Would you turn your dead loved ones into bling?
Glynis Barnett, a 63-year-old retired PA from Kent, had her husband John's ashes turned into a yellow diamond, which she says is her way of keeping him close after his death. She one of a number of people turning to unusual ways to use ashes in memory of their loved ones, and here are five of the most unusual.
Barnett spent £5,000 having John's ashes turned into a gemstone. For her it was the perfect solution after spending 18 months trying to decide the best thing to do with them. She intends to have the diamond set into a ring, and will leave it to her daughter after she passes away.
She told the Daily Mail that she often showed people the diamond and they were complementary about the unusual colour. She added: "They're so surprised when I tell them the diamond used to be my husband John."
The garden ornament
Sue White, a 60-year-old company director from Ascot, chose instead to have the ashes placed inside a garden ornament. The large modern sculpture of a flower bud is in her rockery, which she told the Mail made her feel close to him whenever she was in the garden. The piece was bought from memorial specialists, and has a secure compartment inside for the ashes.
The space mission
One company in the US will enable you to send a portion of ashes into space - either landing on the moon, orbiting the earth or the moon, or going into deep space. Packages which enable the ashes to orbit the earth start at $5,000. New York sculptor Luise Kaish chose to be launched into deep space as a final creative act. She passed away in 2013 and is scheduled to go up in 2016.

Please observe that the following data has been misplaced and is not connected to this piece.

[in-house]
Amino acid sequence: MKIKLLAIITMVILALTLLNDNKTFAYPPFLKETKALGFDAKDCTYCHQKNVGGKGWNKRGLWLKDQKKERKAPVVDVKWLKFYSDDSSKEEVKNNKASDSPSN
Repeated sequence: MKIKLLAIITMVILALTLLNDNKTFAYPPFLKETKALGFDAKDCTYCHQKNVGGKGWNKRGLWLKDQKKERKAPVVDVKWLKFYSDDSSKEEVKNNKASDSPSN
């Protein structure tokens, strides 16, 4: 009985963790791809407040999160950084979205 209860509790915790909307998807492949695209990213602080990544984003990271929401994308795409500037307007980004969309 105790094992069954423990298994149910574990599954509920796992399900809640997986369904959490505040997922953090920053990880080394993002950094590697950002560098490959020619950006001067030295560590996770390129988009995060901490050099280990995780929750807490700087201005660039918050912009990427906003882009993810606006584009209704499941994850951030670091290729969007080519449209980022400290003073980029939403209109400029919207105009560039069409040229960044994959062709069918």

The Eternal Ascent Society will full a helium balloon with ashes and send it up with a brief service for the family. It's currently only available in the US, but is selling franchises so could be in the UK shortly. One happy customer wrote to the company to say: "To know my husband is up there in the universe is a great comfort to us. No matter where we all are, near or far apart from one another, all we have to do is look up to the "sky" and there he is - looking down at us forever."
Art from ashes will turn cremated remains into glass ornaments - including paperweights, sun catchers, vases and worry stones. One grateful testimonial on the site reads: "The remembrance pieces I gave as gifts during the 2007 holiday season were valued gifts that will be treasured by their recipients for many years to come."
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